Well technically you could set the EV compensation and fix the ISO then control either the shutter or aperture, but that is a lot more convuluted.

Tim

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If my camera allows me to fix the ISO at just one value, then can I still shoot in some automatic mode? My Nikon D3 unfortunately does not have an ISO Priority exposure mode.
 
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If my camera allows me to fix the ISO at just one value, then can I still shoot in some automatic mode? My Nikon D3 unfortunately does not have an ISO Priority exposure mode.
No, because then the camera would take the fixed ISO into account when setting the aperture and shutter speed, so you would change the exposure. The result would be a perfectly exposed picture (but possibly blurred because of the long shutter speed) that does not need to be corrected in post production, so you would not get the benefit of the extra dynamic range. This technique must be used with manual settings. ISO priority won’t work either. If you don’t want to use those or don’t know how, then don’t use this technique.
 
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For me the reason to use higher ISO is so my shutter speed can go high enough to freeze action in wildlife. I can see knowing the invariance ISO value that should be max ISO if shooting still images. That is good to know. For most of my shots I need a focused image with frozen action. That can drive the need for a higher ISO that might be OK for a still subject.
I think you misunderstand how this technique works. There is no reason why it could not be used for action photography like wildlife or sport. If you would normally shoot a wildlife picture at say 1/2000 sec and F4, then you would use these same settings if you take the ISO invariance into account. You would still shoot at 1/2000 and F4!! The difference is that you‘d normally use perhaps 6400 ISO to get a perfectly exposed shot, and now you keep the camera at 1600 ISO and so you will get a two stops underexposed shot. That underexposure you then fix in Lightroom. Look at it as if you could change the ISO in post production.
 
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So right now, I hate to admit it, I'm confused. How do I set the camera's metering, if it isn't Programmed (on Nikon cameras), Aperture Priority, or Shutter Priority?
Manual mode gives you complete control over Aperture, Shutter speed and ISO. Set the ISO to the setting that benefits you most and then the two Nikon dials can control shutter and aperture. The exposure meter is visible in the viewfinder to show you which way to move the dials for the exposure setting that you wish.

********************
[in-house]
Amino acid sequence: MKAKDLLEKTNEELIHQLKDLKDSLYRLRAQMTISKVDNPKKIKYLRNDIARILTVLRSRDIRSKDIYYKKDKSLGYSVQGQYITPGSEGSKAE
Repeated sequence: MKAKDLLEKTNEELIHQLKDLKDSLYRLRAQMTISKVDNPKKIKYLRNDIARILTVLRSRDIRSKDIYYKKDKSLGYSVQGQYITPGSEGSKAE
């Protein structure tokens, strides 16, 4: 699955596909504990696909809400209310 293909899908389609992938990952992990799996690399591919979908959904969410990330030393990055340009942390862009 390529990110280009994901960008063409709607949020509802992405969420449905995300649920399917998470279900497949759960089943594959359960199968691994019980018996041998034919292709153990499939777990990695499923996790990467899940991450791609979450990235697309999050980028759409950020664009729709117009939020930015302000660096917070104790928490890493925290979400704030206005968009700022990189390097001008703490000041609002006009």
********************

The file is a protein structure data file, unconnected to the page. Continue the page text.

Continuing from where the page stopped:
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If my camera allows me to fix the ISO at just one value, then can I still shoot in some automatic mode? My Nikon D3 unfortunately does not have an ISO Priority exposure mode.
There are no benefits of shooting in some automatic mode. Manual IS automatic in a sense. ISO is adjustable (though not as easy as Aperture or Shutter Speed). In Manual Mode I set the ISO, then either set the shutter speed or the aperture depending on whether I need to freeze the action or maximize DoF. The I can move the other dial on the camera to "dial in " the correct exposure. Setting Aperture priority allows you to adjust the aperture and the Camera will automatically adjust the Shutterspeed. For Shutter priority, it is reversed. In order to force the camera to under expose or over expose, you need to adjust the EV.

Shooting Manual, you set the EV to zero. Adjust the ISO, then the shutter and aperture to under expose (ETTL) or over expose(ETTR). Each mark on the Viewfinder exposure meter is one EV increment ( EV increment can be set on 1/3 or 1/2 stops)
 

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I think you misunderstand how this technique works. There is no reason why it could not be used for action photography like wildlife or sport. If you would normally shoot a wildlife picture at say 1/2000 sec and F4, then you would use these same settings if you take the ISO invariance into account. You would still shoot at 1/2000 and F4!! The difference is that you‘d normally use perhaps 6400 ISO to get a perfectly exposed shot, and now you keep the camera at 1600 ISO and so you will get a two stops underexposed shot. That underexposure you then fix in Lightroom. Look at it as if you could change the ISO in post production.
I intend to back into it. With my 90D, I get very manageable noise; and a large range of native ISO. I ran Johan's suggested ISO variations the other day and was very pleased with the results.
So I intend to still shoot at f/4 and ISO6400 (or what ever) where I might be perfectly exposed at 1/2000, and the change the shutter speed to 1/4000 where I will be clearly underexposed. But that underexposed shot is easily corrected in LR. It's the higher shutter speed that has concerned me before, and this discussion has relieved that "fear".
I like the comment "Look at it as if you could change the ISO in post production. "
 

mcasan

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I think you misunderstand how this technique works. There is no reason why it could not be used for action photography like wildlife or sport. If you would normally shoot a wildlife picture at say 1/2000 sec and F4, then you would use these same settings if you take the ISO invariance into account. You would still shoot at 1/2000 and F4!! The difference is that you‘d normally use perhaps 6400 ISO to get a perfectly exposed shot, and now you keep the camera at 1600 ISO and so you will get a two stops underexposed shot. That underexposure you then fix in Lightroom. Look at it as if you could change the ISO in post production.
So amplify the signal in camera using higher ISO setting or, amplify the signal in post production via Develop/ACR. So it is a question of which path gives the best signal to noise ration when completed.
 
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So amplify the signal in camera using higher ISO setting or, amplify the signal in post production via Develop/ACR. So it is a question of which path gives the best signal to noise ration when completed.
No, it’s a bit different. There are different sources of noise. For some sources it doesn’t matter when the signal is amplified, for another source it does matter. ISO invariance means that the latter source has become so small, that it doesn’t really matter anymore when the signal is amplified. ISO Invariance Explained